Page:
On 10 and 11 February, we attended the #notwestminster conference in Huddersfield, West Yorkshire. This event brought together tens of people from local authorities, universities and tech startups to attend a series of design experiments and workshops centred around strengthening local democracy – however far we happen to be from London. We found the event thought-provoking and it really got us thinking about our work in digital civics, and in particular our work around digital local democracy.
The first day operated like a mini-hackathon – get a bunch of people in a room to make things in a short space of time. Having been victorious in our attempt at the marshmallow challenge, we went from strength to strength and worked in our team to come up with a design provocation or “experiment” around enhance local democracy. Whilst other teams were designing apps and digital tools for participatory budgeting, our team took it back to basics and came with something rather analogue – a box that could be used to collect in-situ views on a design proposal, but would encourage two-way interaction with the comments to begin a conversation around local issues.
We all felt that citizens simply “having their say” by depositing comments in a black-box fashion did not truly represent local democracy, so we sought to challenge this by subverting the typical interaction one would have with a voting box – by being able to take your comments back out of the slot! We trialled our design experiment on the streets of Huddersfield to great effect, and we seemed to generate a lot of interest standing outside the local shopping centre!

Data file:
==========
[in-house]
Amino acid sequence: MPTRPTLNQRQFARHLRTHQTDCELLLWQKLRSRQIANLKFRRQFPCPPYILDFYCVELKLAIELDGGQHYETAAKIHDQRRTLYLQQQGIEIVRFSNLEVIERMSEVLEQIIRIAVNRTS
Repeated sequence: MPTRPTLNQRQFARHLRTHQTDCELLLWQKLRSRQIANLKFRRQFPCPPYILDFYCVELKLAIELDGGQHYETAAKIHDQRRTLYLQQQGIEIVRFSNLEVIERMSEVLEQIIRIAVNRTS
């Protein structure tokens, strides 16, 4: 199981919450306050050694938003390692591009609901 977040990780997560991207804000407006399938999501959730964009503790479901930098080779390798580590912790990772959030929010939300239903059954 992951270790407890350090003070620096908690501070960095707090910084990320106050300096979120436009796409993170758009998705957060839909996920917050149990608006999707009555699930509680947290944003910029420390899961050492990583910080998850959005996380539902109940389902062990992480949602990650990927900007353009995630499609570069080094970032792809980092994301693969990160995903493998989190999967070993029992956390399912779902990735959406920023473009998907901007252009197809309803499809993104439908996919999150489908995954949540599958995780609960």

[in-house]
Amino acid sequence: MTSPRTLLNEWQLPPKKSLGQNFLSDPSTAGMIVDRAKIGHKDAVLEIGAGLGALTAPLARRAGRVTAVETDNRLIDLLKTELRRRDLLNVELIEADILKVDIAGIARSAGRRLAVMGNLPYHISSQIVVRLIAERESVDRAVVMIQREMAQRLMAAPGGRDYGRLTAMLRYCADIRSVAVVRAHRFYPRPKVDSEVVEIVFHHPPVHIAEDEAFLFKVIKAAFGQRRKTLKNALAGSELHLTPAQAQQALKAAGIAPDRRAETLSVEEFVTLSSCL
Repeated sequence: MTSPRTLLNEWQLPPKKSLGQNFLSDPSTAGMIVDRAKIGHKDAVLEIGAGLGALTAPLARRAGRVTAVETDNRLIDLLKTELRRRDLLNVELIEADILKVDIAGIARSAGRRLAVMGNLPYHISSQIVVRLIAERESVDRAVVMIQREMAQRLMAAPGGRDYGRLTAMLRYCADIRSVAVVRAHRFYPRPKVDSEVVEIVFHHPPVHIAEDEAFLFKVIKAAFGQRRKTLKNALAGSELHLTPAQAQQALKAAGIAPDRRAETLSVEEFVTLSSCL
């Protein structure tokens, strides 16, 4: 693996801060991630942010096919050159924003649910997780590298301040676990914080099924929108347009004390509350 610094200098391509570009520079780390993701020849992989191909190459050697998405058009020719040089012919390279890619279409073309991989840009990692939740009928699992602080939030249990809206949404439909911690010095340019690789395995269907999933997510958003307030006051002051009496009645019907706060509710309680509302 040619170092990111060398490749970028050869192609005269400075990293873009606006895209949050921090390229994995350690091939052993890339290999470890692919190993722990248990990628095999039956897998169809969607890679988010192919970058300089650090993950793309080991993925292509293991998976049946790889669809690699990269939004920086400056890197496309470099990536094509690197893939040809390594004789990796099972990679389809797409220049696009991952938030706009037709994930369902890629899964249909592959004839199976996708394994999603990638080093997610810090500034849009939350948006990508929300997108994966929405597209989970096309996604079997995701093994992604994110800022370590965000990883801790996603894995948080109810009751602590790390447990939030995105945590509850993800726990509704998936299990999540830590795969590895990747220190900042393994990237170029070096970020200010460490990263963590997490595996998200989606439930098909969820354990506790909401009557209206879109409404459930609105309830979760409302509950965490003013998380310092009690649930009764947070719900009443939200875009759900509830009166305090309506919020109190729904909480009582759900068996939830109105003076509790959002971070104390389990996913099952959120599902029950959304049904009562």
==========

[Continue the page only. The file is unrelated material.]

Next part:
The second day was the main event of #notwestminster, consisting of a series of talks and workshops. The ‘lightning talks’ covered everything from how community work and engagement in local groups can foster active citizenship, and how a council of the 21st century can look, to a very personal and inspirational account of working with the former MP local to Huddersfield, Jo Cox.
Participants could then freely choose three out of a total of 13 one-hour workshops throughout the day. The topics covered were again broad, with a focus on how councils can better collaborate with citizens and communities. We attended workshops on better handling discussions around local issues through software-based argument mapping, how hyperlocal conversations in action can enable self-organisation of people, and on citizen engagement strategies for councils. We also attended an interesting psychogeographical walk to three places in the neighbourhood. On the walk we were asked to reflect our feelings for the place through a questionnaire and a discussion afterwards. This fun and fascinating experience can be a valuable tool for our own work around place-making and understanding the significance and richness of places to communities and visitors.
We both found the conference to be very engaging and not like anything we had attended before – bringing together a diverse range of democracy practitioners and researchers to exchange ideas and knowledge that we could take back to our digital local democracy work here in Open Lab. We look forward to keeping in touch with the contacts we made, and hopefully returning again next year!
The organisers made a Storify for the two days, which can be found here: https://storify.com/LDBytes/